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At last: The crook is caught



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Updated: October 28, 2011 12:31PM

The clown act didn’t work. The winks, nods and staged affability didn’t mean much. The bluster was wasted.

The curtain has come down on the Rod Blagojevich burlesque show.

“I am stunned,” he said after the verdict. We are not. We are merely relieved.

At long last, we need not pay attention to who Rod Blagojevich is or what he has to say about almost anything. He is officially who we thought he was. The venal crook with a taste for sharp suits is going away to federal prison for a long time, and even a state with a history of tainted politics now has an official standard for what integrity is.

Integrity is everything that Blagojevich was not. We have no reason now to wonder what is right and what is wrong. A jury figured it out quite precisely.

So now we are left to ponder the larger lessons of what his conviction on 17 of 20 counts means.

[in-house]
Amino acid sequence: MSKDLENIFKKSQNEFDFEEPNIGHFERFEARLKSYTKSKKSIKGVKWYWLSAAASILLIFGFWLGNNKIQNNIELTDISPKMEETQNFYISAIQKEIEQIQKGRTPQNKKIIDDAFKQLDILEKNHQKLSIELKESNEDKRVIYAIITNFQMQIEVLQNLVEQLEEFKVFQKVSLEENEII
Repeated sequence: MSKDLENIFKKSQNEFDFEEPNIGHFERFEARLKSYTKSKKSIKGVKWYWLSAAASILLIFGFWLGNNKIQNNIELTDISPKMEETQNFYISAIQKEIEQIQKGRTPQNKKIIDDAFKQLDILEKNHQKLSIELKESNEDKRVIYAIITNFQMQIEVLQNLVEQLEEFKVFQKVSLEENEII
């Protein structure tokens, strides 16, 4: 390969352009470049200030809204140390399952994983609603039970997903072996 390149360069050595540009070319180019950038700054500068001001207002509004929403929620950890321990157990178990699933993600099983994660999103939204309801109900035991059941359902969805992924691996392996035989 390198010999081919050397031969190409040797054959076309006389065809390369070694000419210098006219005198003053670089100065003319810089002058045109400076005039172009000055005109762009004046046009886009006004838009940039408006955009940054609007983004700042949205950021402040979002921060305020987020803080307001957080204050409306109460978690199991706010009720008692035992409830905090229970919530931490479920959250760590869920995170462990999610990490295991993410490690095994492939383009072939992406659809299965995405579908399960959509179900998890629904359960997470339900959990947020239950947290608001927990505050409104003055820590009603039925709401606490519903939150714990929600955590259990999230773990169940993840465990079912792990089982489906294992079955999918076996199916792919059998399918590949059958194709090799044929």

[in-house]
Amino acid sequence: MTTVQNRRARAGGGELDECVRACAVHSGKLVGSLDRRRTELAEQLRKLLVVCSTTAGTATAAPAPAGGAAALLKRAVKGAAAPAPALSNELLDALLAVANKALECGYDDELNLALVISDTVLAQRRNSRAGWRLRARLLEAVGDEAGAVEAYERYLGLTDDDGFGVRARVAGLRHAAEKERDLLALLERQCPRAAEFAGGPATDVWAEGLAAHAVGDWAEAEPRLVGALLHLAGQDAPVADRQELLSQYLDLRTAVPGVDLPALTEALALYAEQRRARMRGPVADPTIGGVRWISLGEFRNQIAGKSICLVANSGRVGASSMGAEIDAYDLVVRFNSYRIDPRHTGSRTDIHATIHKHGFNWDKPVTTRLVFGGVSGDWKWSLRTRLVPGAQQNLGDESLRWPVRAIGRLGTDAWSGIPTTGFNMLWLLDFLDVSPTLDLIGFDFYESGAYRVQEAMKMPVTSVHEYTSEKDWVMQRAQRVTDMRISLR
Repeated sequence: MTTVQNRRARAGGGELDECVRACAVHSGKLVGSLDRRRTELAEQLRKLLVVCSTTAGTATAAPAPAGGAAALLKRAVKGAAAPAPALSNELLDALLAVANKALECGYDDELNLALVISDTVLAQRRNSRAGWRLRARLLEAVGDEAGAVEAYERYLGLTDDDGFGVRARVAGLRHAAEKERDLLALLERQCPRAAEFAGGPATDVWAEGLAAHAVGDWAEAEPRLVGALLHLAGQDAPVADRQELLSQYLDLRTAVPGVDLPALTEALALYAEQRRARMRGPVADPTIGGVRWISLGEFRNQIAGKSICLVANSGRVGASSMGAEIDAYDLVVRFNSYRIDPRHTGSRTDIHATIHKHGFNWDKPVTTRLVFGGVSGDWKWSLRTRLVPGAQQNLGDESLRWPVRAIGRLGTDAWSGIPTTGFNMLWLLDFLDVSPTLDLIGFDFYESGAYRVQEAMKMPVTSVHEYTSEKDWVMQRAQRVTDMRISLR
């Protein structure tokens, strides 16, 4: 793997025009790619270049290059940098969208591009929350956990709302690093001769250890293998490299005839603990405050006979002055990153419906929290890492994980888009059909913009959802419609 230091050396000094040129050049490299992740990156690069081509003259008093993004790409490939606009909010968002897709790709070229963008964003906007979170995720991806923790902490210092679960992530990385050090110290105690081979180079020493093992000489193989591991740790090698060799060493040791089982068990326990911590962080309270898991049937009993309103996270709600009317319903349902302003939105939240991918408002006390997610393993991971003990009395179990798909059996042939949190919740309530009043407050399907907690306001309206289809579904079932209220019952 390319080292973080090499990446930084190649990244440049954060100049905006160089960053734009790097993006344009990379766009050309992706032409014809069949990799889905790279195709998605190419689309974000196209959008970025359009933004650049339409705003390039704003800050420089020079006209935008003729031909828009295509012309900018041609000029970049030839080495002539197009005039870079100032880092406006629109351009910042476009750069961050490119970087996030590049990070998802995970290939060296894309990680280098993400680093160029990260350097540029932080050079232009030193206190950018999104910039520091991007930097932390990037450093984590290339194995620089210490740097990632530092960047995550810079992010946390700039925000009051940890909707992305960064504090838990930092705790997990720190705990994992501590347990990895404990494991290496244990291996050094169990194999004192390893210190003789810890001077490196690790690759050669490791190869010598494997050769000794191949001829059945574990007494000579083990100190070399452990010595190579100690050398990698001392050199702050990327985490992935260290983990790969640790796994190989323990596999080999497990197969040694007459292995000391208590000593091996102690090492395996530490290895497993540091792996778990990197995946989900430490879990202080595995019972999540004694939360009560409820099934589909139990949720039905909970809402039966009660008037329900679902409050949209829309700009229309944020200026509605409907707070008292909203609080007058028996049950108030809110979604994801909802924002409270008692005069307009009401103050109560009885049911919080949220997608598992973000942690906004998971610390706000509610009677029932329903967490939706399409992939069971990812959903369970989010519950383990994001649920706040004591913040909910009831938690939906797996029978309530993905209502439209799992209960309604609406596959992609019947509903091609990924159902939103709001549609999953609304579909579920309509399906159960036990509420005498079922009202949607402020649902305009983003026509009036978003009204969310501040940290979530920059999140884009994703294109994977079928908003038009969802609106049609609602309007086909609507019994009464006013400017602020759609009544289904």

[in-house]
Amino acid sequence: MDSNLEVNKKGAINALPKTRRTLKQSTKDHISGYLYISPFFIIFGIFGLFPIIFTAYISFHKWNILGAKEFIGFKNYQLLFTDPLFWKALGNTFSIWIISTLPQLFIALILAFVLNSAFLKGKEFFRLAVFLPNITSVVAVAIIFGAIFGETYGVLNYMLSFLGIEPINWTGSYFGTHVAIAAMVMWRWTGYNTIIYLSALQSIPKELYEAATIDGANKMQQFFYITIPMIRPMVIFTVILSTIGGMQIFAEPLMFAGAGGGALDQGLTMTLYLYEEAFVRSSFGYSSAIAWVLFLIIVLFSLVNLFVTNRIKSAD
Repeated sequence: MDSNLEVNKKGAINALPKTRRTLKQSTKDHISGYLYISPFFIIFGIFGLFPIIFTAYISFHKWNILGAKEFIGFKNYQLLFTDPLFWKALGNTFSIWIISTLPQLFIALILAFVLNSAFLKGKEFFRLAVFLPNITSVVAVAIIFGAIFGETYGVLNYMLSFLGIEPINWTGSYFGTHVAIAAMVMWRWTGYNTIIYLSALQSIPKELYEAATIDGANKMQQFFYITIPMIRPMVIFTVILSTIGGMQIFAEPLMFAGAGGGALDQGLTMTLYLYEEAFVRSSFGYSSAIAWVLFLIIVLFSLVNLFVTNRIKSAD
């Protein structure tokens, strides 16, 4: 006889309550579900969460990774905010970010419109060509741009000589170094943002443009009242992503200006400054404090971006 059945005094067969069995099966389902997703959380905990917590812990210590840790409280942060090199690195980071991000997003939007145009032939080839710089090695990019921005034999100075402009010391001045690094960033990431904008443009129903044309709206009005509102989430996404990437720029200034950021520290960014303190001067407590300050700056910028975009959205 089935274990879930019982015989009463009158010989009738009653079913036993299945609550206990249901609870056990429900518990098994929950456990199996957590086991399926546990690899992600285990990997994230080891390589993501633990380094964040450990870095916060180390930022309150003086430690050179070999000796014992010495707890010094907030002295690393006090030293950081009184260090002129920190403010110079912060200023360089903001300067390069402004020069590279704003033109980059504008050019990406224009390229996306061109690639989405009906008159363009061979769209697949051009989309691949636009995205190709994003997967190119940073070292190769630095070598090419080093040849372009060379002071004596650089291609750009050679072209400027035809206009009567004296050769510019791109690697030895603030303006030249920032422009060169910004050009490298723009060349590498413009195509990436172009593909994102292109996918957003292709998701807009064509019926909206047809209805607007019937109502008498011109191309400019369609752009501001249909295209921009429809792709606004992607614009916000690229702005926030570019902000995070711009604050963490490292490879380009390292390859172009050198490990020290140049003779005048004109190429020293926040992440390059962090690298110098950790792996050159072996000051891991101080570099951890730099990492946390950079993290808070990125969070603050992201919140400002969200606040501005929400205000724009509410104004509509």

First, criminal conspiracy is a real punishable crime and not such an arcane murky concept as pundits had suggested. He was a thief who used power and clever manipulation instead of a gun.

He conspired to sell a Senate seat. He conspired to get a sweetheart deal for himself and his wife. He was dealing, and he was serious about pillaging. The jury saw it clearly, judged it harshly and punished it unequivocally. In the quest for gray, the jury saw distinct blacks and whites.

Now there is a standard. A clarity that the “everybody does it” argument had seemed to obscure. His towering hubris had made the criminal conduct of previous governors seem almost tepid.

Second, now that Blagojevich has been consigned to the scrapheap, the people of the state need to ask themselves about what they — and we — must demand of leaders all the way from City Hall to the Statehouse. Blagojevich was under federal investigation when he was elected to a second term, so we should have known who it was we were entrusting with the state’s reputation. We have to do better. Demand better.

He was a crook, and a jury of his peers saw it clearly. That makes us feel pretty good about the jury system.

And third, Prosecutor Pat Fitzgerald’s decision to spend more money, time and legal muscle to achieve justice was not a waste of time. Justice is never a waste, for it separates us as a special nation.

And last, it was a good day for the people of Illinois. Finally.

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